Two clinics that began offering online abortion services during the pandemic are seeing a surge in patients, highlighting the lack of reproductive health services available for patients outside the Lower Mainland.
Before the pandemic hit, the Willow Clinic in Vancouver was the only place in B.C. offering abortion services without requiring an in-person visit.
But the pandemic encouraged Vancouver’s Elizabeth Bagshaw Clinic and sister clinic Everywoman’s Health Centre to move ahead more quickly with plans to offer the service, tripling the number of clinics patients can choose from to obtain the required medication.
“When the pandemic hit, we obviously all had to hurry to figure out how to not decrease barriers to accessing service, even in a context where we needed to minimize clients’ contact,” said Bagshaw’s executive director Katrina Pacey.
“Once [telephone service] happened, it became really clear that it was important. Both because it’s a really effective way to deliver the service, but also it truly increases access in such a meaningful way for people across B.C.”
Before March, the Bagshaw Clinic was performing about 30 surgical abortions and up to 18 abortions using medications weekly.
Now, it averages about 20 surgical abortions and 50 abortions via telehealth per week.
The new service’s strong uptake shows the challenges people seeking reproductive health care face outside of the Lower Mainland, where B.C.’s abortion clinics are concentrated.
“We became more accessible province-wide because people didn’t have to actually travel to Vancouver to come to our clinic,” said Pacey.
The abortions use a drug called Mifegymiso, the commercial name for oral medications mifepristone and misoprostol. The drug is used within the first 10 weeks and ends pregnancy safely and effectively in 94 to 98 per cent of cases. About 35 per cent of abortions in B.C. in 2018 used medication rather than surgical procedures.
In online abortions, patients have online or phone consultations with physicians and counsellors instead of meeting in person. Prescriptions are sent to local pharmacies for patients to pick up or couriered to their door. Any necessary lab work or ultrasounds are done by a local lab and the results are assessed by a physician at the clinic.
When Mifegymiso became available in 2017, it was seen as a way to expand abortion access in rural and remote communities where patients may not have access to a reproductive health clinic offering surgical abortions or the ability to travel to one.
But some family doctors are unfamiliar with how the pill works or don’t know how to support someone seeking an abortion. Patients may also be uncomfortable asking their family doctor for the medication in small communities for fear of stigma.
A 2019 Globe and Mail investigation found that at least 69 per cent of prescriptions for Mifegymiso are still issued by clinics in large urban centres across Canada.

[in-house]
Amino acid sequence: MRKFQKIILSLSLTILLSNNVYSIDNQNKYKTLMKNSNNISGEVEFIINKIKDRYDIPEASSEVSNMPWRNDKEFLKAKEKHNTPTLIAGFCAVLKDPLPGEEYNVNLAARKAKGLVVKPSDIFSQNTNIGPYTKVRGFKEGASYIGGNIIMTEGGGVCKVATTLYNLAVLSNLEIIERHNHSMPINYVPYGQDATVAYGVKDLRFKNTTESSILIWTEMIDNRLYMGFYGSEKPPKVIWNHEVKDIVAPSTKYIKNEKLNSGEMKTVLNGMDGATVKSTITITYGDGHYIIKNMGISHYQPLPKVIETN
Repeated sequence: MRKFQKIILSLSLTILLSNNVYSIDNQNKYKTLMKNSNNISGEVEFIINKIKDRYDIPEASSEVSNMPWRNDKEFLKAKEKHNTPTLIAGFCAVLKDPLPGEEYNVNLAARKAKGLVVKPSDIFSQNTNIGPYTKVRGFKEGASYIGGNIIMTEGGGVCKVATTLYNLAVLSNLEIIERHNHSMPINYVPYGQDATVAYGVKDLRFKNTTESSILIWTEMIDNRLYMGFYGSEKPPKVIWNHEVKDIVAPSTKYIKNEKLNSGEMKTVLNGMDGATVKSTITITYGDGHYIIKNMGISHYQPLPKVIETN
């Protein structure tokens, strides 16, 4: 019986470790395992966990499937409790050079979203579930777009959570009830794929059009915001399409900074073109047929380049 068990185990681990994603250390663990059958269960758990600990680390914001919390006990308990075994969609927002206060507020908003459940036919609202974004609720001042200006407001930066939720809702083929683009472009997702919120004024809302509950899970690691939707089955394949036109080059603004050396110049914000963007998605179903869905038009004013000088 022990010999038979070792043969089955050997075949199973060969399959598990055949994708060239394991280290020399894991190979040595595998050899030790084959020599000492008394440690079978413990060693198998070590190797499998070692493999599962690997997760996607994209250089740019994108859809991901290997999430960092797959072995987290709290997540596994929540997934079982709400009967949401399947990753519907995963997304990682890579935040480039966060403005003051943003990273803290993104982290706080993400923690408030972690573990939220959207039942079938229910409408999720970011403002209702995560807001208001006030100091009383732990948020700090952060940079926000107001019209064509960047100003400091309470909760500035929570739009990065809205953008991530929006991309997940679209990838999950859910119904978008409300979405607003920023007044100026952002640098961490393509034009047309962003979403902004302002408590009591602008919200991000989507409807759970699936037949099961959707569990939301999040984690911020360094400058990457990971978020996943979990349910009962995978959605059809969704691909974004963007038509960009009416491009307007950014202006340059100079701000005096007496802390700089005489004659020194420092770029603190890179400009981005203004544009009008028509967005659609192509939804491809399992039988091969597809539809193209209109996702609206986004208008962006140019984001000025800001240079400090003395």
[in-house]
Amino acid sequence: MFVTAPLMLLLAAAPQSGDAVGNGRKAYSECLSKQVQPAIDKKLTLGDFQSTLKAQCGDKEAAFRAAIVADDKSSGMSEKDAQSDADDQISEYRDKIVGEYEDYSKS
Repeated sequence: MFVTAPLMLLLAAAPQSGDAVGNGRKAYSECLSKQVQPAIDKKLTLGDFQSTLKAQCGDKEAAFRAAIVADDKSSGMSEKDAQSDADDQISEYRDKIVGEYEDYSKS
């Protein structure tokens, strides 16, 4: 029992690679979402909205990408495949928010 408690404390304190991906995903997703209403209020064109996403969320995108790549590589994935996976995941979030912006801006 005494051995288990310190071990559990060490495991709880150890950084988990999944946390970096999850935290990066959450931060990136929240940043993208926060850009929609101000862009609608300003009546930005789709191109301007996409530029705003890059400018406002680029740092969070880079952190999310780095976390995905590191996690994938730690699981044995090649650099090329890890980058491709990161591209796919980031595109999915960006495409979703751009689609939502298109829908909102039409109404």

That’s why having two more online clinics to work alongside Willow Clinic and provide services for people across B.C. is a huge step, Pacey said.
It used to be that people from outside Vancouver would call the Bagshaw Clinic and they would have to tell them to call the Willow Clinic and hope for an opening or come to Vancouver for services.
Now patients can do everything over the phone with Bagshaw, then go to their local pharmacies and access the medication they need, she said. “Even for people who are local, who have responsibilities that make it difficult to make it to an appointment, this just alleviates a whole bunch of those barriers.”
The clinic is still working hard to make sure it can keep the telehealth program running well. It’s worked on materials for pharmacists and the best way to schedule telephone or online appointments.
“It has been a complicated and multi-pronged thing,” said Pacey, noting that they hope to transition to video appointments soon. “But at the end of the day, the uptake was quick and straightforward from the client perspective, because the need was there.”
But the expansion doesn’t change the fact that many parts of northern and interior B.C. have limited access to in-person abortion care.
The concentration of services in the Lower Mainland means that people in other communities shoulder the costs of travelling and taking time off work for surgical abortions, taking them outside their communities and support systems for what can be a taxing and emotional procedure.
Demand is still surging in the Kootenays and throughout the Fraser Valley, Pacey said.
“People just shouldn’t have to travel for access to service, or at least they shouldn’t have to travel very far,” she said. “And it’s an essential service. It’s a basic, fundamental right. So it should be available throughout B.C., in the way that it is in Vancouver right now.”
Read more: Health, Gender + Sexuality
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